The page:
Insulin resistance means that body cells do not respond appropriately when insulin is present. Unlike type 1 diabetes mellitus, insulin resistance is generally "post-receptor", meaning it is a problem with the cells that respond to insulin rather than a problem with the production of insulin.
Other important contributing factors:
- increased hepatic glucose production (e.g., from glycogen -> glucose conversion), especially at inappropriate times (typical cause is deranged insulin levels, as those levels control this function in liver cells)
- decreased insulin-mediated glucose transport in (primarily) muscle and adipose tissues (receptor and post-receptor defects)
- impaired beta-cell function—loss of early phase of insulin release in response to hyperglycemic stimuli
This is a more complex problem than type 1, but is sometimes easier to treat, especially in the early years when insulin is often still being produced internally. Type 2 may go unnoticed for years before diagnosis, since symptoms are typically milder (eg, no ketoacidosis, coma, etc) and can be sporadic. However, severe complications can result from improperly managed type 2 diabetes, including renal failure, erectile dysfunction, blindness, slow healing wounds (including surgical incisions), and arterial disease, including coronary artery disease. The onset of type 2 has been most common in middle age and later life, although it is being more frequently seen in adolescents and young adults due to an increase in child obesity and inactivity. A type of diabetes called MODY is increasingly seen in adolescents, but this is classified as a diabetes due to a specific cause and not as type 2 diabetes.
Diabetes mellitus type 2 is of unknown etiology (i.e., origin). Diabetes mellitus with a known etiology, such as secondary to other diseases, known gene defects, trauma or surgery, or the effects of drugs, is more appropriately called secondary diabetes mellitus or diabetes due to a specific cause. Examples include diabetes mellitus such as MODY or those caused by hemochromatosis, pancreatic insufficiencies, or certain types of medications (e.g., long-term steroid use).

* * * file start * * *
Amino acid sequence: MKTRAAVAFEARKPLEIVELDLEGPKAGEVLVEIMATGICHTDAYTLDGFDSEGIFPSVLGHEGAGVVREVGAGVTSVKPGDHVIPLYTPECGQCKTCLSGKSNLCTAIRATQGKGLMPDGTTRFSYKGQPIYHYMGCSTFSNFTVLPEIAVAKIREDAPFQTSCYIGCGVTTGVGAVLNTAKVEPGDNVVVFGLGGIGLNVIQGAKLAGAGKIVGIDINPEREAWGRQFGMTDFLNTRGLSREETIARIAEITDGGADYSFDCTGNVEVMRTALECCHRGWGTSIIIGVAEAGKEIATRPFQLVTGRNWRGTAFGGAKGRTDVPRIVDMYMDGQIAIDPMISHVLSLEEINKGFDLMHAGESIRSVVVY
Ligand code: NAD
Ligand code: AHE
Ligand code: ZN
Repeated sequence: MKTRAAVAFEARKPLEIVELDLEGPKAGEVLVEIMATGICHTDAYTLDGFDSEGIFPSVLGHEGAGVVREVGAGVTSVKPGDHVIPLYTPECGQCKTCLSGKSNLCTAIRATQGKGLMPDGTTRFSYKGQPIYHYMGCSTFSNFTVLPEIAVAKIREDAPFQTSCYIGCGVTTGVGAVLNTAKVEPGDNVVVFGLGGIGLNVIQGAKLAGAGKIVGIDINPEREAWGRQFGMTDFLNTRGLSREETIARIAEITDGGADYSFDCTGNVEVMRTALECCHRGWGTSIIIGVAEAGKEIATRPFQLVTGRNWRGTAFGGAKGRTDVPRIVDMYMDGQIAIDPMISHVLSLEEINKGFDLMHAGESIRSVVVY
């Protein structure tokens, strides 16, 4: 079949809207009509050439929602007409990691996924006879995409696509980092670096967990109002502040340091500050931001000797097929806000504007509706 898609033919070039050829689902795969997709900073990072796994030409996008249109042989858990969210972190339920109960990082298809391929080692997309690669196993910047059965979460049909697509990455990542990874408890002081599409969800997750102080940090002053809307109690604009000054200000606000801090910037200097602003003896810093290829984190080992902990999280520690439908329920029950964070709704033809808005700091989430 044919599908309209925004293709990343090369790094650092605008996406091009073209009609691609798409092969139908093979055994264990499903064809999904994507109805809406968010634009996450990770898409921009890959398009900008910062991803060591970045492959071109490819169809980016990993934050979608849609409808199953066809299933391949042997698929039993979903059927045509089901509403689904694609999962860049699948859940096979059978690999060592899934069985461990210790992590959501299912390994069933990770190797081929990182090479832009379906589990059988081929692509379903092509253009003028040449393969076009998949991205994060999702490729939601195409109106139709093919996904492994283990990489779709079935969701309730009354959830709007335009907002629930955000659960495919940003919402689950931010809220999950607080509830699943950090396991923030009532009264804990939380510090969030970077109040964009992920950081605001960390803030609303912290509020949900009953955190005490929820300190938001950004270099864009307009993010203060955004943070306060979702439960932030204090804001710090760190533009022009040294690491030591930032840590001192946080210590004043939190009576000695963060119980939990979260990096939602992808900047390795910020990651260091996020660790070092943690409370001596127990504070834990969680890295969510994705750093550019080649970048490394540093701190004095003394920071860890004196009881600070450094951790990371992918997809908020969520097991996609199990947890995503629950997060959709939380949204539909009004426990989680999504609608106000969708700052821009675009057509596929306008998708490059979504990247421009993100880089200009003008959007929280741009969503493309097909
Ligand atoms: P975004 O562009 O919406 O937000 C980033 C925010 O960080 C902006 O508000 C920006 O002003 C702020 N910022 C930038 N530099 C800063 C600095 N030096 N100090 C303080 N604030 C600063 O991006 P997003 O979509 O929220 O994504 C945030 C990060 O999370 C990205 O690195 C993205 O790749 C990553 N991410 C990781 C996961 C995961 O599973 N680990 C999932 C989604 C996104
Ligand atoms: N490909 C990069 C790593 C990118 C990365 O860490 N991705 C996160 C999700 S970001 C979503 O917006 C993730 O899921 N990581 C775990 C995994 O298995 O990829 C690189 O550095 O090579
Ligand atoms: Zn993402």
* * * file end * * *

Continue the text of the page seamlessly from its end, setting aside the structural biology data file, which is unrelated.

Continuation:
According to CDC, about 23.613 million people in the United States, or 8% of the population, have diabetes. The total prevalence of diabetes increased 13.5% from 2005-2007. It is thought that only 24% of diabetes is now undiagnosed, down from an estimated 30% in 2005 and from the previously estimated 50% in ca 1995.
About 90–95% of all North American cases of diabetes are type 2, and about 20% of the population over the age of 65 has diabetes mellitus type 2. The fraction of type 2 diabetics in other parts of the world varies substantially, almost certainly for environmental and lifestyle reasons, though these are not known in detail. Diabetes affects over 150 million people worldwide and this number is expected to double by 2025.. About 55 percent of type 2 are obese —chronic obesity leads to increased insulin resistance that can develop into diabetes, most likely because adipose tissue (especially that in the abdomen around internal organs) is a (recently identified) source of several chemical signals to other tissues (hormones and cytokines). Other research shows that type 2 diabetes causes obesity as an effect of the changes in metabolism and other deranged cell behavior attendant on insulin resistance. However, genetics play a relatively small role in the widespread occurrence of type 2 diabetes. This can be logically deduced from the huge increase in the occurrence of type 2 diabetes which has correlated with the significant change in western lifestyle.
Diabetes mellitus type 2 is often associated with obesity, hypertension, elevated cholesterol (combined hyperlipidemia), and with the condition often termed Metabolic syndrome (it is also known as Syndrome X, Reavan's syndrome, or CHAOS). Secondary causes of Diabetes mellitus type 2 are: acromegaly, Cushing's syndrome, thyrotoxicosis, pheochromocytoma, chronic pancreatitis, cancer and drugs.
Drug induced hyperglycemia:
- Atypical Antipsychotics - Alter receptor binding characteristics, leading to increased insulin resistance.
- Beta-blockers - Inhibit insulin secretion.
- Calcium Channel Blockers - Inhibits secretion of insulin by interfering with cytosolic calcium release.
- Corticosteroids - Cause peripheral insulin resistance and gluconeogensis.
- Fluoroquinolones - Inhibits insulin secretion by blocking ATP sensitive potassium channels.
- Naicin - They cause increased insulin resistance due to increased free fatty acid mobilization.
- Phenothiazines - Inhibit insulin secretion.
- Protease Inhibitors - Inhibit the conversion of proinsulin to insulin.
- Thiazide Diuretics - Inhibit insulin secretion due to hypokalemia. They also cause increased insulin resistance due to increased free fatty acid mobilization.
Additional factors found to increase risk of type 2 diabetes include aging, high-fat diets and a less active lifestyle..
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